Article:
Confederate History Month 2012: Robert Barnwell Rhett on Free Negroes and Resistance

South Carolina

I could easily retire from blogging for two or three years and amuse myself exclusively with researching the life of Robert Barnwell Rhett:

“Uneasy with the potential consequences of slaves acquiring too much learning, they reported favorably (Rhett’s committee) a bill prohibiting public education of blacks. The clear imperative driving the legislature’s policy was that blacks were untrustworthy and sank easily into degradation and crime, and for the benefit of everyone needed to be kept in ignorance and under firm control.”

I had a guffaw at that one … just imagine, the truth about free negroes was known as far back as the 1820s in South Carolina. Not a damn thing about their character has changed since then. That could have been written yesterday.

“He (Rhett) missed a number of votes and was absent entirely on several days, but when there he continued positions first espoused the previous session, including supporting a bill that prohibited the education of persons of color, free or slave, and another that banned the introduction of all free blacks into the state. Yet there was a charitable side to him that neither that neither he nor his contemporaries would have seen as out of keeping with his opposition to rights for blacks, and he gladly voted for an appropriation of twelve thousand dollars to aid transient poor whites in the state.”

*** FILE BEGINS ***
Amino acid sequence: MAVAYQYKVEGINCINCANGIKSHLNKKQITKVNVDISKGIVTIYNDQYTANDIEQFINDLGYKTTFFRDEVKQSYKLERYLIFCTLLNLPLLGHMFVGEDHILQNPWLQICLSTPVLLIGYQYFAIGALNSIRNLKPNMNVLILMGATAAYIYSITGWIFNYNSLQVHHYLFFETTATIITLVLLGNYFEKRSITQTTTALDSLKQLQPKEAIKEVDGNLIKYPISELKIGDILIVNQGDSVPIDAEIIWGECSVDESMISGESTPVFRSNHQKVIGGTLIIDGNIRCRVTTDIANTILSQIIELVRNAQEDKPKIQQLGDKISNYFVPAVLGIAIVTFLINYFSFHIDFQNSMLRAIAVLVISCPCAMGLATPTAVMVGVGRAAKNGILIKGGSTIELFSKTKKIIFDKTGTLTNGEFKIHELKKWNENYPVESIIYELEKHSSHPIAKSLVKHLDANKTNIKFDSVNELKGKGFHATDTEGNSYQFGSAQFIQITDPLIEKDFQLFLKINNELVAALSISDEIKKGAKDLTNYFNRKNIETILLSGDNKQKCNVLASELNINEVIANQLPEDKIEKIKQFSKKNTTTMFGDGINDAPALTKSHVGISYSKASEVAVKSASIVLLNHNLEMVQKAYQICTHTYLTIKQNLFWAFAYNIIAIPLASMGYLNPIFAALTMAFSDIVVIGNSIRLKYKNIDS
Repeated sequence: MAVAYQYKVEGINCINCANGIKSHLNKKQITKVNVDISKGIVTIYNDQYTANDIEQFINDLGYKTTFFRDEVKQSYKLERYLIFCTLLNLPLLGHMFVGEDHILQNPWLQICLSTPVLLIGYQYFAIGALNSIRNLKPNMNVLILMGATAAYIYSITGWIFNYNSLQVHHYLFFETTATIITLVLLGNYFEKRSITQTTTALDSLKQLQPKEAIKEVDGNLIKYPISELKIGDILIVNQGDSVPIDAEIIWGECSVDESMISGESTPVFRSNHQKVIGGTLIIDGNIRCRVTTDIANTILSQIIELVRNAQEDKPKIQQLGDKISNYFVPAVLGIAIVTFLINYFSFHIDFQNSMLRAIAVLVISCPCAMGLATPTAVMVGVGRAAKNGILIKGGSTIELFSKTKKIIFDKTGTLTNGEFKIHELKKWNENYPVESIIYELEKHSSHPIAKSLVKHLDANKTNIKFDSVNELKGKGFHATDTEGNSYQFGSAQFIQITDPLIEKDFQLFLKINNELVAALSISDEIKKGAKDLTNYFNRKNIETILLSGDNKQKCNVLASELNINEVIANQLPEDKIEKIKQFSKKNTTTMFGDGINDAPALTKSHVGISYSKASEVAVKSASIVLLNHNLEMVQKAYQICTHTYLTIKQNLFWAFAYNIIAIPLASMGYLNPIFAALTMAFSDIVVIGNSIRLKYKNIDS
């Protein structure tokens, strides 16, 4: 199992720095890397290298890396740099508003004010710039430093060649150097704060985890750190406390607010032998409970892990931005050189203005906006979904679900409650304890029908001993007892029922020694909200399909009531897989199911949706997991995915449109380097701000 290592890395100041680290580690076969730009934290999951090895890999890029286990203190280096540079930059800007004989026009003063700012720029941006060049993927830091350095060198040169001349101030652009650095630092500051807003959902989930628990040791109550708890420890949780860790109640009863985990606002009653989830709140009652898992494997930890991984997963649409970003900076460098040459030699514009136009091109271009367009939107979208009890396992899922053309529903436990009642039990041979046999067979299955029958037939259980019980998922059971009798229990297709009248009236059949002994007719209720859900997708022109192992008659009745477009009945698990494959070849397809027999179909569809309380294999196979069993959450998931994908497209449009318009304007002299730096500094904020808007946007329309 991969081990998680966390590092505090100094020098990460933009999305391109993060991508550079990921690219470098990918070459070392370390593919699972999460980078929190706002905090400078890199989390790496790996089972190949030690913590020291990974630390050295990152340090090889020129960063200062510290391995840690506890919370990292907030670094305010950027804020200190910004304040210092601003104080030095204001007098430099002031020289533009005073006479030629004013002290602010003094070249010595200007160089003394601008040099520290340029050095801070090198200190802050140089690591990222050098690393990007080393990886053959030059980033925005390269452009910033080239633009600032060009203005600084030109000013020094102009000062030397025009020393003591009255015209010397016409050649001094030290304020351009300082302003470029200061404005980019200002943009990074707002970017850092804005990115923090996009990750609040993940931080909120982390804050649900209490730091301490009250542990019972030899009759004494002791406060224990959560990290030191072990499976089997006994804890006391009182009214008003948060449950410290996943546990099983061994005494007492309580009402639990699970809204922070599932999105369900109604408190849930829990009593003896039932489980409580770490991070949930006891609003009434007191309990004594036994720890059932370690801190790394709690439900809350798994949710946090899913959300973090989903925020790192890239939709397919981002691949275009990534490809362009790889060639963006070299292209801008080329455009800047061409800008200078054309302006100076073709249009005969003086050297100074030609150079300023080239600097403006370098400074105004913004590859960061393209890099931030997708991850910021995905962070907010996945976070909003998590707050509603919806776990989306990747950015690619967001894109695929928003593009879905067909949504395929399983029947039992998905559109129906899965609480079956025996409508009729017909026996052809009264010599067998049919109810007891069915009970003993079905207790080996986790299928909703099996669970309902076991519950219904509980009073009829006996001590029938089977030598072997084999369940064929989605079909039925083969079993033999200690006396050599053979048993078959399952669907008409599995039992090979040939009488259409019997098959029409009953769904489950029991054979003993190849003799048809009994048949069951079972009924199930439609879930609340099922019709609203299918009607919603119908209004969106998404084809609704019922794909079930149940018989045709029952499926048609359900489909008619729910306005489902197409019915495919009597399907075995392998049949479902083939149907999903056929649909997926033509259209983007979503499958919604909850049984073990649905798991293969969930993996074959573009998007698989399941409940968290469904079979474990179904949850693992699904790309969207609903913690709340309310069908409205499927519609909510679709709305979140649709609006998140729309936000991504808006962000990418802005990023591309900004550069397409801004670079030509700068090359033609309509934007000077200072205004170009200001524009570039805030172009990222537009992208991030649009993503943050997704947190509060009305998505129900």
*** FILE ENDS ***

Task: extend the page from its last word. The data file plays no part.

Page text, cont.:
Free negroes are a plague upon civilization. The only plausible argument ever made for the negro was slavery. Quite literally, slavery or forced labor (whether in Africa or America) is the only successful way that the negro has ever been harnessed to the progress of civilization and turned into an asset rather than a liability.

“Impotent resistance will add vengeance to your ruin,” he warned. There was almost a sneer as he closed with an admonition: “Live in smiling peace with your insatiable Oppressors, and die with the noble consolation, that your submissive patience will survive triumphant your beggary and despair.”

Consider this Rhett’s posthumous contribution to l’affaire Derb.

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1 Comment

  1. I can’t imagine any Confederate heritage activist today quoting this part of Davis’ book. I can’t imagine any ‘conservative’ defending any system even remotely related to what Rhett was advocating. This is not to attack such people. I think most of them mean well but they have been greatly influenced by the present PC multiculturalist system and all the bogus science and morality that goes with it.

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